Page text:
headgear thumb medium80 122Allan Seccombe writes that for a mining company to deal with four deaths and the difficult, dangerous recovery of those bodies is one thing, but to deal with an unfounded, racist diatribe from a union about those rescue efforts adds a nasty and unnecessary element.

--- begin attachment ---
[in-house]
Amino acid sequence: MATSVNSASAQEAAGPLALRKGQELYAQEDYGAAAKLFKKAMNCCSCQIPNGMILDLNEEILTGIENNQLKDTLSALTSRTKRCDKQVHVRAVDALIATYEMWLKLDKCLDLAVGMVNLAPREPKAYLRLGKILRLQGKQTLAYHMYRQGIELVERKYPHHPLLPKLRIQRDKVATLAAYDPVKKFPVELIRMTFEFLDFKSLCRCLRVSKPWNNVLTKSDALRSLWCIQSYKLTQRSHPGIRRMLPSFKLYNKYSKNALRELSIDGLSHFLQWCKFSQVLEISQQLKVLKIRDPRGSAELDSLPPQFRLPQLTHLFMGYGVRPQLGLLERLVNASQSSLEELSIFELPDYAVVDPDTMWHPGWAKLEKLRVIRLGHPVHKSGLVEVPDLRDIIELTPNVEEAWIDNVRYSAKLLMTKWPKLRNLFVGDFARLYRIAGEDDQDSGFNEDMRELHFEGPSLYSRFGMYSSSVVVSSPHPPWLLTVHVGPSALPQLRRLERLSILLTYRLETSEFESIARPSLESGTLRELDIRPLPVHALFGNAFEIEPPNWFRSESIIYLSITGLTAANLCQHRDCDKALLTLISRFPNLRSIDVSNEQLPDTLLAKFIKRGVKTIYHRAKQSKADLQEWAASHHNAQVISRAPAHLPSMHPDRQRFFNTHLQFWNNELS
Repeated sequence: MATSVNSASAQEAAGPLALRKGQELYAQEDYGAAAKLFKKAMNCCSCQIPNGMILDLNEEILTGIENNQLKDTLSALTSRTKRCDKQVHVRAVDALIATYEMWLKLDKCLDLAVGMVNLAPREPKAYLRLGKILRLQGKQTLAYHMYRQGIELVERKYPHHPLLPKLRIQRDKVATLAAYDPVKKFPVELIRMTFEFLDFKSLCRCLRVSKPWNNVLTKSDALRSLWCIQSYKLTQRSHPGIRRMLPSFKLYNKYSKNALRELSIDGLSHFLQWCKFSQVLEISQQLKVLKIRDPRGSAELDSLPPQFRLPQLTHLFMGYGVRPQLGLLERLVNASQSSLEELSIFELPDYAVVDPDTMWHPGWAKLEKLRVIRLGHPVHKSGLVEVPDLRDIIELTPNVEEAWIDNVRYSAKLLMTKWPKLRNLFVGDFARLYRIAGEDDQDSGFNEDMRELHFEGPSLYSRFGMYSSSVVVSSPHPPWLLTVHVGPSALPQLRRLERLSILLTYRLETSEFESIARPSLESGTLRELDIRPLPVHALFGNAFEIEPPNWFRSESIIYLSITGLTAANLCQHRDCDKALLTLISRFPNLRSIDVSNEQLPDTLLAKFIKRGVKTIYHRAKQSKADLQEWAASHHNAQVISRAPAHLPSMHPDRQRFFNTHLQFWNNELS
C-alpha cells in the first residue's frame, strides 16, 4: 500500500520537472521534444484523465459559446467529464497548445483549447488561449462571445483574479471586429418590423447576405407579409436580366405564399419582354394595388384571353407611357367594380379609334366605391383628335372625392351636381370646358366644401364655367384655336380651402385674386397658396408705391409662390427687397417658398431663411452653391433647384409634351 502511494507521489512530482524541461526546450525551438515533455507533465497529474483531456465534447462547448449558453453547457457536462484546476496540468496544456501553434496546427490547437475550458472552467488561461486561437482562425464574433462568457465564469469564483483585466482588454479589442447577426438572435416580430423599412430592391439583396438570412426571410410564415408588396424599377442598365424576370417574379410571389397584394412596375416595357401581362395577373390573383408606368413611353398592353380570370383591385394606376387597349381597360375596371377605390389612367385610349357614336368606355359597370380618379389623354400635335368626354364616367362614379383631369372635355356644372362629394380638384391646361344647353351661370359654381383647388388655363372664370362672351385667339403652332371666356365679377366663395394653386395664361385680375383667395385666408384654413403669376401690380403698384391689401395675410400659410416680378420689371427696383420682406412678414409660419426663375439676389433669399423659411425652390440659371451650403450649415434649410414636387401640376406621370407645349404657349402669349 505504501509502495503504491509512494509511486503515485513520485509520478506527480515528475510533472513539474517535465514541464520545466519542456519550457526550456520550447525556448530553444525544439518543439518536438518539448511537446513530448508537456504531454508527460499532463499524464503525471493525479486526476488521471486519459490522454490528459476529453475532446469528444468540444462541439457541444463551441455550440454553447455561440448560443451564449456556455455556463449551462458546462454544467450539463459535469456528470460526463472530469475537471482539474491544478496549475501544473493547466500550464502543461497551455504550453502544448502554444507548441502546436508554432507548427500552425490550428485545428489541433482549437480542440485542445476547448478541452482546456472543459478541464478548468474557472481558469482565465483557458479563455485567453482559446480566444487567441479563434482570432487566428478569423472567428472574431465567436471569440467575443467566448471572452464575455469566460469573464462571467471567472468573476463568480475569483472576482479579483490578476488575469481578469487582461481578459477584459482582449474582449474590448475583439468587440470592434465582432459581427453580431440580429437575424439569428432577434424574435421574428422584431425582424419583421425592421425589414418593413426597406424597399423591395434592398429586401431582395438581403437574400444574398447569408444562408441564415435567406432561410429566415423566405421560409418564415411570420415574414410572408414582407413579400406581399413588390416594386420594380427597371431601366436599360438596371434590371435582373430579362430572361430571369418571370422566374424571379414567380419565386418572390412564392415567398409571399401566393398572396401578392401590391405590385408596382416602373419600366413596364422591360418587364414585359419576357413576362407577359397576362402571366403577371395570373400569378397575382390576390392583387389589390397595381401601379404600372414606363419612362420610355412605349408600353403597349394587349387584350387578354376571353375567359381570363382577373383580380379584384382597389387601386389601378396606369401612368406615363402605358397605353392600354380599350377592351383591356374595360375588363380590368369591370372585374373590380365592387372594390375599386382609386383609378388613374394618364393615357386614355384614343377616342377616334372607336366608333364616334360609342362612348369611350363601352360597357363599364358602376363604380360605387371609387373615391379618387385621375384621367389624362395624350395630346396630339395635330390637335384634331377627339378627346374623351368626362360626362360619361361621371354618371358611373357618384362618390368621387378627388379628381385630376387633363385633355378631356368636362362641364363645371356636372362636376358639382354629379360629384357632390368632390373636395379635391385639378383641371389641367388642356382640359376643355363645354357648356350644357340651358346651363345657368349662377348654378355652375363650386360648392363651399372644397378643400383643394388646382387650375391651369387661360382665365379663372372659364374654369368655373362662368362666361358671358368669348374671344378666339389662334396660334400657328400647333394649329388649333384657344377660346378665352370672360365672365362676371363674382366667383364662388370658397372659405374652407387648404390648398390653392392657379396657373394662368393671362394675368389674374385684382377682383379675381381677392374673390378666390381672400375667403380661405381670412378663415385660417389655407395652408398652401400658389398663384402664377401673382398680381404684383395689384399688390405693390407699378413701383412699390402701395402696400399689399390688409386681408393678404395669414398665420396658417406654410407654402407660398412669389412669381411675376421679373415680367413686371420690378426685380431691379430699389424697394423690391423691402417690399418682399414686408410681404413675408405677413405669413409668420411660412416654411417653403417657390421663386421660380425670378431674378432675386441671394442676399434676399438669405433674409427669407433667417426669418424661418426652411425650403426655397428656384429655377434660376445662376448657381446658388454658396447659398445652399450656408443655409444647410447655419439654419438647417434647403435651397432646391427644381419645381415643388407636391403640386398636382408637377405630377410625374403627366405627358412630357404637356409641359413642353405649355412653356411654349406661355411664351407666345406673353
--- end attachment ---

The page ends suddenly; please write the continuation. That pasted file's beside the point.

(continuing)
National Union of Mineworkers president (NUM) Joseph Montisetse made the astonishing allegation that the “lily-white proto team” deliberately stopped rescue efforts by miners to save four of their colleagues at the Tau Lekoa gold mine after an underground tremor on 7 December.  The words “lily white” were used 10 times in a statement that alleged the rescue teams “only care about eating and drinking underground while the brave black mineworkers are the ones in the coalface to try to save the lives of their colleagues”.  Seccombe notes that SA’s mines rely heavily on volunteer rescue teams called proto teams when things go wrong.  As regards Montisetse’s claim of “lily white” teams ignoring the plight of the trapped miners, he points out that the person in the control room at Tau Lekoa managing the racially diverse proto teams was black.  There are 137 proto teams based at SA’s mines, with 937 members serving 115 mines.  Of those members, 39% are historically disadvantaged South Africans employed on mines.  Seccombe says that to racialise the Tau Lekoa tragedy and to cast unfounded aspersions on the 13 teams of volunteers that rushed to the site from other mines, was a disgrace.  In his view, the NUM and its president owe the 13 proto teams involved in the Tau Lekoa disaster, as well as the industry, an apology.


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